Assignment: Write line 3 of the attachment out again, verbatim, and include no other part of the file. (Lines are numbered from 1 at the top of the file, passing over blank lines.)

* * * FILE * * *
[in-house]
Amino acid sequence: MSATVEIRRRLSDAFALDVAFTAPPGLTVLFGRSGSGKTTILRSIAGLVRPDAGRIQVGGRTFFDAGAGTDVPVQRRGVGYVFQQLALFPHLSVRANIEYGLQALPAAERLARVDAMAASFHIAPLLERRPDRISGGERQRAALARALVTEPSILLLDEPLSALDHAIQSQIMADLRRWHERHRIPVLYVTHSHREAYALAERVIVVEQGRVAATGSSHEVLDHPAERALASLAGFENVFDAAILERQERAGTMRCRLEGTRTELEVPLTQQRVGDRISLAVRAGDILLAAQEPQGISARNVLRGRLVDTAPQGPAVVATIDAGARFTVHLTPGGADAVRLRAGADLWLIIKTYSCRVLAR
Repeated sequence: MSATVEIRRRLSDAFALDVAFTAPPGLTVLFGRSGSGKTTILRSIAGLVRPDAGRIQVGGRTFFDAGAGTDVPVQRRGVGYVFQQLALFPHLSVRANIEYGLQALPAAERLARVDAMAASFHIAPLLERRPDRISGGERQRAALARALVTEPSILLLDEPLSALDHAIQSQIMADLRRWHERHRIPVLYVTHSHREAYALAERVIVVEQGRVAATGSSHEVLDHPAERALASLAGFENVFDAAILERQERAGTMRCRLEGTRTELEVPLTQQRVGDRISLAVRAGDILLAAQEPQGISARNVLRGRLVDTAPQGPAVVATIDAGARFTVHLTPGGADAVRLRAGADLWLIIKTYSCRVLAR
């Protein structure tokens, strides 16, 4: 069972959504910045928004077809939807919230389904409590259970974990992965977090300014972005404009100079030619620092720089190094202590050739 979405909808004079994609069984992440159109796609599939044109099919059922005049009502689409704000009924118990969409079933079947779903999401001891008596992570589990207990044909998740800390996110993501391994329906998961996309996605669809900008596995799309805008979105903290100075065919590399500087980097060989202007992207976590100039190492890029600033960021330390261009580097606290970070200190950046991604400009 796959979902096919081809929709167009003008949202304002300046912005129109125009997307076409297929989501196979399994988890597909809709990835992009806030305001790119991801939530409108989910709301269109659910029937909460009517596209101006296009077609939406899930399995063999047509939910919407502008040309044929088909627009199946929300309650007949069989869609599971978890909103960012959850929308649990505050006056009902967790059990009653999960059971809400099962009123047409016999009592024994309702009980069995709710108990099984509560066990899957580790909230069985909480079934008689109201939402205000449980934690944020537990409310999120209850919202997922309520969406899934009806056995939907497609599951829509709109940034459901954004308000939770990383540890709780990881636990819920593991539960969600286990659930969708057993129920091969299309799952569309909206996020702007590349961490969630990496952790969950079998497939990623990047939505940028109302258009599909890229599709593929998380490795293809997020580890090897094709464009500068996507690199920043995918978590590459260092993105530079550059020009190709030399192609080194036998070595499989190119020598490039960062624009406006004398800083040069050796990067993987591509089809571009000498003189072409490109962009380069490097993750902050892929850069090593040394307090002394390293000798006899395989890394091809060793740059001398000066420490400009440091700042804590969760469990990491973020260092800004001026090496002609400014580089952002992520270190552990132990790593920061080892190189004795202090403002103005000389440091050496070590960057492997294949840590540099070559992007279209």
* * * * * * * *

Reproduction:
Repeated sequence: MSATVEIRRRLSDAFALDVAFTAPPGLTVLFGRSGSGKTTILRSIAGLVRPDAGRIQVGGRTFFDAGAGTDVPVQRRGVGYVFQQLALFPHLSVRANIEYGLQALPAAERLARVDAMAASFHIAPLLERRPDRISGGERQRAALARALVTEPSILLLDEPLSALDHAIQSQIMADLRRWHERHRIPVLYVTHSHREAYALAERVIVVEQGRVAATGSSHEVLDHPAERALASLAGFENVFDAAILERQERAGTMRCRLEGTRTELEVPLTQQRVGDRISLAVRAGDILLAAQEPQGISARNVLRGRLVDTAPQGPAVVATIDAGARFTVHLTPGGADAVRLRAGADLWLIIKTYSCRVLAR